Samsung, Microsoft bring Xbox games to Galaxy devices, including Note 20 and Tab S7

The phone giant is stepping up its efforts to work with game makers after bringing Fortnite to its devices two years ago.

Ian Sherr Former Editor at Large / News
Ian Sherr (he/him/his) grew up in the San Francisco Bay Area, so he's always had a connection to the tech world. At CNET, he wrote about Apple, Microsoft, VR, video games and internet troubles. Aside from writing, he tinkers with tech at home, is a longtime fencer -- the kind with swords -- and began woodworking during the pandemic.
Ian Sherr
2 min read

Game away.

James Martin/CNET

Samsung believes the next way to prove the power of its phones is through the Xbox. Samsung said it's working with  Microsoft  to bring streaming game technology to Samsung  phones  and tablets , starting with the Galaxy Note 20 and Galaxy Tab S7.

The new devices are designed to "work like a computer and play like a gaming console together," TM Roh, president and head of mobile communications at Samsung, said when announcing the new devices at Samsung's livestreamed Unpacked event Wednesday.

Watch this: First Look: Note 20 and Note 20 Ultra

The company will also offer a "gaming bundle" for its Galaxy devices, including a new controller and three prepaid months of Microsoft's $14.99 per month Xbox Games Pass Ultimate subscription. This will let people stream over 100 games to their phone over cellular or Wi-Fi connections when it launches Sept. 15.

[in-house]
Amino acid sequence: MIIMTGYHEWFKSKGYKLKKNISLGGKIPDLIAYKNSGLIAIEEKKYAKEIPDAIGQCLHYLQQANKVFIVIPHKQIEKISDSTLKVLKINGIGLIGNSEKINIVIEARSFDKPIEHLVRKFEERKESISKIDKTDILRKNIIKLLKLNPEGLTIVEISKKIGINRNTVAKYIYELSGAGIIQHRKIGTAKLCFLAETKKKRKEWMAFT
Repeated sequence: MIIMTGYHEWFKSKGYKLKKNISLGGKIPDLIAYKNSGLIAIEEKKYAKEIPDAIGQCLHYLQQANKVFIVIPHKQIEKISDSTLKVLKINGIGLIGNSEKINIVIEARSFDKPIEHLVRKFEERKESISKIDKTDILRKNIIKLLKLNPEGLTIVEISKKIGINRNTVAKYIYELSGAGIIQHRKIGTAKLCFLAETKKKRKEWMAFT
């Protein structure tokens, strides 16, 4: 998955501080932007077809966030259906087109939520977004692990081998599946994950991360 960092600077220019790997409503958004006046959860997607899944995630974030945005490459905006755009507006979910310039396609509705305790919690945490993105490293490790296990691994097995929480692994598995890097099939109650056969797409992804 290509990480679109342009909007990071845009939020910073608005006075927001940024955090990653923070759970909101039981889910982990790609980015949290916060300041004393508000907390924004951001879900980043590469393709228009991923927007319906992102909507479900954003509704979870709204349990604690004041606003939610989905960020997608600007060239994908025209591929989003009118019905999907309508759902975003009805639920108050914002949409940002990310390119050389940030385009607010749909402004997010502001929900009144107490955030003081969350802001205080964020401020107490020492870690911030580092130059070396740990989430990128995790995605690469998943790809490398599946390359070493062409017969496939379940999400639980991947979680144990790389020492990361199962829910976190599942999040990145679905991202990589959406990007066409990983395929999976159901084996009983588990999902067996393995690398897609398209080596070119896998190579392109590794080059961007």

"We're expanding our partnership with Samsung, introducing new experiences that enable your devices to work together seamlessly across work and play," Microsoft CEO Satya Nadella said in a statement posted to Twitter nearly eight hours after Samsung's event.

The new effort marks Samsung's latest effort to help its phones stand out amid competition against Apple's iPhones  and rival devices powered by Google's Android software. It's also one of the first high-profile partnerships for Microsoft's new Xbox streaming service, previously called Project xCloud.

Samsung's sought to highlight the graphical capabilities of its devices through games before, striking an exclusive partnership with game maker Epic to bring its popular Fortnite online battle game to Samsung's mobile devices ahead of other Google-powered phones.

Samsung isn't the only company that has pushed mobile gaming. Apple has highlighted the gaming capabilities of its iPhones, starting all the way back in 2008 when it began allowing developers to publish programs in the App Store. These days, Apple talks about how its mobile chips are capable of delivering near-console quality gaming experiences. Last year, Apple also began offering its Apple Arcade subscription service, giving people access to more than 100 ad-free apps for $5 per month.

Samsung will offer its Xbox cloud gaming app in its specialized app store when it launches. The service will also be made available to other people using devices powered by Android software. Microsoft said that while it plans to offer cloud gaming on as many devices as it can, it won't be available for Apple's iPhone at launch.

CNET's Shara Tibken and Roger Cheng contributed to this report.